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« 1 (2) 3 »

Re: Steering floating
#11
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J-P
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Great! thank you for the advice.

Posted on: 2018/9/25 19:21
J-P
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Re: Steering floating
#12
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Don Shields
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Regarding the tire size, 6.70 X 15 is way too narrow a tread for a 23rd Series Custom; that is a size for a smaller/lighter car such as a Chevrolet. According to the Coker Tire website, 8.20 X 15 (bias ply) or 235/75R15 (radial ply) tires are correct for your car. I suspect those 6.70s would be at least a contributing factor to the handling problems you are experiencing. Perhaps tire shopping should be the first item on your Custom's "to-do" list.

Posted on: 2018/9/25 21:44
Don Shields
1933 Eight Model 1002 Seven Passenger Sedan
1954 Convertible
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Re: Steering floating
#13
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J-P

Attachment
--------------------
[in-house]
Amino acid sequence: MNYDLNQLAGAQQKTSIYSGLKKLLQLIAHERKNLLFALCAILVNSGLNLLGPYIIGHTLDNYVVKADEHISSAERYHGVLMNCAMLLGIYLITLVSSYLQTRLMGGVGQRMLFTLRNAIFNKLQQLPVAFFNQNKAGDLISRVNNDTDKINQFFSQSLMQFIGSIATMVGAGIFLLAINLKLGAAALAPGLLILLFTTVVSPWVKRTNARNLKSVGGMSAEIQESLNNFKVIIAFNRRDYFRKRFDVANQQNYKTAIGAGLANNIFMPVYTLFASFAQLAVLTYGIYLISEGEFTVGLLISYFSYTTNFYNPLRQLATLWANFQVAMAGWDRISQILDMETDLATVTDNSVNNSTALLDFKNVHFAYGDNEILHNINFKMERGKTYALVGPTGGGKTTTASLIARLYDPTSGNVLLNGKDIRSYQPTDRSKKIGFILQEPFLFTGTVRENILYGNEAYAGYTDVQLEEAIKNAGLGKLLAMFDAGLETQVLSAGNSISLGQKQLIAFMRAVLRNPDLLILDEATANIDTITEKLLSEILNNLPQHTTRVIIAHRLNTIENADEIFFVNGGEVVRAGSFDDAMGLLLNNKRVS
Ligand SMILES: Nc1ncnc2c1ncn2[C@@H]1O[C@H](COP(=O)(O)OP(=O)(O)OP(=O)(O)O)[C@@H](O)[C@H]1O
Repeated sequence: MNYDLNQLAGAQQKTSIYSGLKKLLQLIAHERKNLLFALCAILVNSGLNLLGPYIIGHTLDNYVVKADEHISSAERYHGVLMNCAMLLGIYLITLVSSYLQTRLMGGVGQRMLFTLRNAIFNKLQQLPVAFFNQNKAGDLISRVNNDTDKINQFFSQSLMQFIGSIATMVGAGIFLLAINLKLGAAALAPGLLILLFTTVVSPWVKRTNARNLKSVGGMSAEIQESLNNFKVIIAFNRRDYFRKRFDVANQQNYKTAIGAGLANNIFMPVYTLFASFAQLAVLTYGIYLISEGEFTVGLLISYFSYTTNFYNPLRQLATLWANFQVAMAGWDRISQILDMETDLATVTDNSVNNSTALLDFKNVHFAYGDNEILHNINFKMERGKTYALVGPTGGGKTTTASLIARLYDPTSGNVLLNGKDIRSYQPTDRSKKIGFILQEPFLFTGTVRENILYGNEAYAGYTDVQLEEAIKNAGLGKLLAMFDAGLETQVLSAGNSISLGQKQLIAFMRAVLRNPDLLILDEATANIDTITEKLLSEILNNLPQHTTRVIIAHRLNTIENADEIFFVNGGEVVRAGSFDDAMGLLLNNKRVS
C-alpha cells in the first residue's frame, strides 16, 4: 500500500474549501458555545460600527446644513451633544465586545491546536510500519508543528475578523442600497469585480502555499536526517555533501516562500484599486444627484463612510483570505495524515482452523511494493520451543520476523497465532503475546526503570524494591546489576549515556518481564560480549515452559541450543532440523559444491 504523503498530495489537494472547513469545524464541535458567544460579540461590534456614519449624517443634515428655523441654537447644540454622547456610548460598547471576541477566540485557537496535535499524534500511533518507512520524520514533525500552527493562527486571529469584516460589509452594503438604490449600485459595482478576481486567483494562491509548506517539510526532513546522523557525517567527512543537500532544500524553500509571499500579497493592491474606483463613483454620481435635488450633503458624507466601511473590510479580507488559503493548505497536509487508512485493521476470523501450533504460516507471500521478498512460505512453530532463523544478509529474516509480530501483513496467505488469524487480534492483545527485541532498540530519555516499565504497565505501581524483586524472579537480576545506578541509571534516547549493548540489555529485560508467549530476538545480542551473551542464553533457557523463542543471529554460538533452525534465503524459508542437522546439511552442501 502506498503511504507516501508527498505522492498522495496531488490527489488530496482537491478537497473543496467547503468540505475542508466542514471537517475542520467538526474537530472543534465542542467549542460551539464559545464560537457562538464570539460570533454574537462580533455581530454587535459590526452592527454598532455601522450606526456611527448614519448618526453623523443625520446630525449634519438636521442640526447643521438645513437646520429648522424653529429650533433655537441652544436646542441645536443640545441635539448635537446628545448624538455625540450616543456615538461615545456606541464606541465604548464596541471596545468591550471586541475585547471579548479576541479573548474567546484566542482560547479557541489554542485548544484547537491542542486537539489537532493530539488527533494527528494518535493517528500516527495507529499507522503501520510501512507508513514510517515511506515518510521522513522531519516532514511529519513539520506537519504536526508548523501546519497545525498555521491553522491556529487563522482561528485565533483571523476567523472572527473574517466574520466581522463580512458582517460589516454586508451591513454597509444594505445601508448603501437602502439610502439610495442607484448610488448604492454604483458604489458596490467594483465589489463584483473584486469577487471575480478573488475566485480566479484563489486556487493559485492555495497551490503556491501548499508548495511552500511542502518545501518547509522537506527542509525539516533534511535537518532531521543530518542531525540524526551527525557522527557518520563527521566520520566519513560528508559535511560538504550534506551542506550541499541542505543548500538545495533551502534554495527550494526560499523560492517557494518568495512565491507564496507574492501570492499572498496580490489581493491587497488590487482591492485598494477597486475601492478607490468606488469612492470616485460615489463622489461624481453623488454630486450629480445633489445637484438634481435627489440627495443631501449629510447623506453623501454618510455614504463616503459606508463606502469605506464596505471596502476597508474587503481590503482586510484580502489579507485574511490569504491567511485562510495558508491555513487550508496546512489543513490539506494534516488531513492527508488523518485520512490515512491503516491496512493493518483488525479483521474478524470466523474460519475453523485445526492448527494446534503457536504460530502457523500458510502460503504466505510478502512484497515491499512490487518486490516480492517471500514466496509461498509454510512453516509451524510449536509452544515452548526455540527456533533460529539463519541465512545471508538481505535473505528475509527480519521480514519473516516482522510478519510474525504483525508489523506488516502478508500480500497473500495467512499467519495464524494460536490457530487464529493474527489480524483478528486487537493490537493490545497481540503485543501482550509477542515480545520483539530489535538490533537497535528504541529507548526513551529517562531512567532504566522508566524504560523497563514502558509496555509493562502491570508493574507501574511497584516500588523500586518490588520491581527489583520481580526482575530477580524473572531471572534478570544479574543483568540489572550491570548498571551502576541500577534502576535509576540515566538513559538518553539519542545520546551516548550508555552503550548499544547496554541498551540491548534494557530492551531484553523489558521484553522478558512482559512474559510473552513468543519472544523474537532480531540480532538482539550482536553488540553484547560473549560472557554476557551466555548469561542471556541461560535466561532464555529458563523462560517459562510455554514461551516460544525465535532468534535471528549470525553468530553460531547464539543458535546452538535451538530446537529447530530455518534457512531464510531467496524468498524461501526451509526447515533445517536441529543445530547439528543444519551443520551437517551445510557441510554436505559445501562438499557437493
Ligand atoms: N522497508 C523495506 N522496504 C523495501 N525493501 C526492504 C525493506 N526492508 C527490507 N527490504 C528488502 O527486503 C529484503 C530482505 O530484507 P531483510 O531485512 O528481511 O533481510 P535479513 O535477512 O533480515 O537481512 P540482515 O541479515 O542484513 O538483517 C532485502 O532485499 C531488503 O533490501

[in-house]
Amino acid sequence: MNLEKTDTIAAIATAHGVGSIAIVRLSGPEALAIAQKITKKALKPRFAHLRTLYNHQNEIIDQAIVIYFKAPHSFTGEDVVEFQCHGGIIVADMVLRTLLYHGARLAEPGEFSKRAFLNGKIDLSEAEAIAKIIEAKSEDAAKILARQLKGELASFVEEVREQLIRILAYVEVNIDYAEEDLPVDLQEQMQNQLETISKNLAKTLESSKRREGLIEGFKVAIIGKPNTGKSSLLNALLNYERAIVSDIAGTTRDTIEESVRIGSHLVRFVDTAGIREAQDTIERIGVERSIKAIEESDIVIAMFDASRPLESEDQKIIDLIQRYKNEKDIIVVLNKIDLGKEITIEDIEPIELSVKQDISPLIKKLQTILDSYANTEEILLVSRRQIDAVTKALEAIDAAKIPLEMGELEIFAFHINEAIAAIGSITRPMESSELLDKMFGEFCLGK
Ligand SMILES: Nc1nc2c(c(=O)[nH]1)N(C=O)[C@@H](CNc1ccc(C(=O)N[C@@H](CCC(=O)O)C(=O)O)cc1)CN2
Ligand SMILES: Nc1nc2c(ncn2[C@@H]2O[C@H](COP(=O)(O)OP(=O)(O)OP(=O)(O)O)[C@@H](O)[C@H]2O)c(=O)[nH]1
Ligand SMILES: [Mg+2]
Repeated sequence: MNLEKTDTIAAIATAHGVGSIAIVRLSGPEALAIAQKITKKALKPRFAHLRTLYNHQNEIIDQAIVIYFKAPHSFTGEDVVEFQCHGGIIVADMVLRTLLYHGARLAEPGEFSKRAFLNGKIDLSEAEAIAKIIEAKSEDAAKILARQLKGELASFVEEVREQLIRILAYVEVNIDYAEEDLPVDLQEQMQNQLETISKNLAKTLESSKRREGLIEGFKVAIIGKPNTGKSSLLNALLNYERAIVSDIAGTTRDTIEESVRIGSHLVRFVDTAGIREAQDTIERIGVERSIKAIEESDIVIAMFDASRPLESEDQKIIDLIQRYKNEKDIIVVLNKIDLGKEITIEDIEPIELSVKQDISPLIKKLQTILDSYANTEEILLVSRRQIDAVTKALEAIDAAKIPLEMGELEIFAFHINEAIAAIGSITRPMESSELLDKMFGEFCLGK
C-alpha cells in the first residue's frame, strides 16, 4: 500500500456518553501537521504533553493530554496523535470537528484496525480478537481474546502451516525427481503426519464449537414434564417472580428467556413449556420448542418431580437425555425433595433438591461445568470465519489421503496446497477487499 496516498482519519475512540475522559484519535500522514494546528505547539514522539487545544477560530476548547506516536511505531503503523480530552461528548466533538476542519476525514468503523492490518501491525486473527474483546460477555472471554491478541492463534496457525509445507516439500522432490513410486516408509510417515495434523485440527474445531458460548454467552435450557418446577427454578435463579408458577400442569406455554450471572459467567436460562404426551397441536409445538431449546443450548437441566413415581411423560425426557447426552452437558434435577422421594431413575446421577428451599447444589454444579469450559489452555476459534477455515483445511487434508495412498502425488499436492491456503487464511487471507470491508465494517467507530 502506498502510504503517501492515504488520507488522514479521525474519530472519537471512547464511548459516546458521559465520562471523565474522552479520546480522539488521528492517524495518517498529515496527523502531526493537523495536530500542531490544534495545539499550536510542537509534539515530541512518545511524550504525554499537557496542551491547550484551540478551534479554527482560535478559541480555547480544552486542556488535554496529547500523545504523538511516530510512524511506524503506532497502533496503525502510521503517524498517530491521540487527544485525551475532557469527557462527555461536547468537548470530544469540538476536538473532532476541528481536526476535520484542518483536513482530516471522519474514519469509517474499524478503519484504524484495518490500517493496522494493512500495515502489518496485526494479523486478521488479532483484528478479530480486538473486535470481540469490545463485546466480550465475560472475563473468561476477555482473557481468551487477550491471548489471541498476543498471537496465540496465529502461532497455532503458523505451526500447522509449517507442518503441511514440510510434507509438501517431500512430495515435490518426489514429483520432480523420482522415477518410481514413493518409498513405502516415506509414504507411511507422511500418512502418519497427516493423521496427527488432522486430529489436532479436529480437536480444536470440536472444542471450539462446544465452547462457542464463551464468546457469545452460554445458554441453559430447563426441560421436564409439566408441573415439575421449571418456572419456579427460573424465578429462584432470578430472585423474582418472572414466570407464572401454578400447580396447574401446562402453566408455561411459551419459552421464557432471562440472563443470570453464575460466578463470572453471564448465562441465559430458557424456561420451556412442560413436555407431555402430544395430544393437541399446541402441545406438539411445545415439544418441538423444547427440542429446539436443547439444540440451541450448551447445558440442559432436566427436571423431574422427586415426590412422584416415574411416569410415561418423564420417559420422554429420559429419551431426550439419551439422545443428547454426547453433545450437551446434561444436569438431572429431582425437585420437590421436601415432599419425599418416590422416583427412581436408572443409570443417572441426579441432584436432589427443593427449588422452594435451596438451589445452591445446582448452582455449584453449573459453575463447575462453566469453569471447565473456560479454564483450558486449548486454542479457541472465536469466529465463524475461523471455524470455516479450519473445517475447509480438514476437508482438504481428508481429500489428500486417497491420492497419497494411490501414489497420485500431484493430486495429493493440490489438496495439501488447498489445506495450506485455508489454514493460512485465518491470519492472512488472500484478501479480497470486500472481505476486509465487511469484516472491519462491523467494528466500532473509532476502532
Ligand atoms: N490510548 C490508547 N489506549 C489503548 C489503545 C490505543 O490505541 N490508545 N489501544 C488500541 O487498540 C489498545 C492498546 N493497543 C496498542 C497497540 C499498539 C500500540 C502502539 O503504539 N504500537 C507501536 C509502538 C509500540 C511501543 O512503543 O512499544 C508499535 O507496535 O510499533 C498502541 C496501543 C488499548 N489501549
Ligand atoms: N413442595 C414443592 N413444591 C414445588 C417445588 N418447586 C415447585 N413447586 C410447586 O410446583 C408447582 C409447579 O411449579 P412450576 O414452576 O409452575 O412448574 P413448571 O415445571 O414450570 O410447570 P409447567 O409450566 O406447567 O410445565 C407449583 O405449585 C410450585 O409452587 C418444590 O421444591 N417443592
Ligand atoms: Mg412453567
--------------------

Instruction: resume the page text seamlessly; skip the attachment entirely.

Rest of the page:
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Thanks Don for the advice. I thought so. I will get new tires and refill the front shock absorbers as soon as I can. I want to enjoy the car a little more before winter.

Posted on: 2018/9/25 22:08
J-P
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Re: Steering floating
#14
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bkazmer
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I agree with Don, but don't go overboard (even wider is not better) because of the tight fit in the back.

Posted on: 2018/9/26 7:00
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Re: Steering floating
#15
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J-P
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I will check the space in the back. Thank you. Have a great day.

Posted on: 2018/9/26 9:19
J-P
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Re: Steering floating
#16
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Fred Puhn
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I have these experiences on my 1950 Series 23 Touring Sedan. First I went to a good alignment shop and had the front and rear suspension rebuilt and aligned. Then I got rid of the wrong size Coker tires and bought some Diamondback radials. The tire size is critical because there is not enough space on the rear for modern low profile tires. The result worked well but the cost was about $3000 for everything.

If you want a cheaper solution you can check for slop in the suspension and replace only the worst parts. Checking the toe-in is probably the most critical alignment issue but it will be impossible to hold the setting if the joints have slop. Replace the tires after checking the suspension because the new tires can be damaged by misaligned front suspension.

Posted on: 2018/9/26 11:36
Fred Puhn